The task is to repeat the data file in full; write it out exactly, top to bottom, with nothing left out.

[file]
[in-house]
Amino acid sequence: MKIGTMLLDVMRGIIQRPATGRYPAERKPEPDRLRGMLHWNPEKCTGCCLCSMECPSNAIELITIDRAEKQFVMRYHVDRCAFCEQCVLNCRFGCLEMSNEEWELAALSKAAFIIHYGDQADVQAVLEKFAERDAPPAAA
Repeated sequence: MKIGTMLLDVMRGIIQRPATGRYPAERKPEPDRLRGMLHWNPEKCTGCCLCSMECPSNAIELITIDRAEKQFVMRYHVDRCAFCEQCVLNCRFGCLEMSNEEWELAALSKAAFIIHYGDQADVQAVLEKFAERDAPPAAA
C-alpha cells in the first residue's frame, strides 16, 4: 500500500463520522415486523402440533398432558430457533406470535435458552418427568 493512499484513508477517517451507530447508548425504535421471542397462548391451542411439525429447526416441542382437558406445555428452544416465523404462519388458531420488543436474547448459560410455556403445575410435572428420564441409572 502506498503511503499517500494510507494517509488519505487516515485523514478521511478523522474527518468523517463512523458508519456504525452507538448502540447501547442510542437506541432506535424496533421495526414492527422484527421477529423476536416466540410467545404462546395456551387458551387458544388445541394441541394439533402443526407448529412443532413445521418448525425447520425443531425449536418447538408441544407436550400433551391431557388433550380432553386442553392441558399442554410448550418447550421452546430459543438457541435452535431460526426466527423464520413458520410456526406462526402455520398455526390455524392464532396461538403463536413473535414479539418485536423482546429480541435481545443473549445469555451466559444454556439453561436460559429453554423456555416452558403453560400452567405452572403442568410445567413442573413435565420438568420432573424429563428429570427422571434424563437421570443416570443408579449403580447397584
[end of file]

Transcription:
[in-house]
Amino acid sequence: MKIGTMLLDVMRGIIQRPATGRYPAERKPEPDRLRGMLHWNPEKCTGCCLCSMECPSNAIELITIDRAEKQFVMRYHVDRCAFCEQCVLNCRFGCLEMSNEEWELAALSKAAFIIHYGDQADVQAVLEKFAERDAPPAAA
Repeated sequence: MKIGTMLLDVMRGIIQRPATGRYPAERKPEPDRLRGMLHWNPEKCTGCCLCSMECPSNAIELITIDRAEKQFVMRYHVDRCAFCEQCVLNCRFGCLEMSNEEWELAALSKAAFIIHYGDQADVQAVLEKFAERDAPPAAA
C-alpha cells in the first residue's frame, strides 16, 4: 500500500463520522415486523402440533398432558430457533406470535435458552418427568 493512499484513508477517517451507530447508548425504535421471542397462548391451542411439525429447526416441542382437558406445555428452544416465523404462519388458531420488543436474547448459560410455556403445575410435572428420564441409572 502506498503511503499517500494510507494517509488519505487516515485523514478521511478523522474527518468523517463512523458508519456504525452507538448502540447501547442510542437506541432506535424496533421495526414492527422484527421477529423476536416466540410467545404462546395456551387458551387458544388445541394441541394439533402443526407448529412443532413445521418448525425447520425443531425449536418447538408441544407436550400433551391431557388433550380432553386442553392441558399442554410448550418447550421452546430459543438457541435452535431460526426466527423464520413458520410456526406462526402455520398455526390455524392464532396461538403463536413473535414479539418485536423482546429480541435481545443473549445469555451466559444454556439453561436460559429453554423456555416452558403453560400452567405452572403442568410445567413442573413435565420438568420432573424429563428429570427422571434424563437421570443416570443408579449403580447397584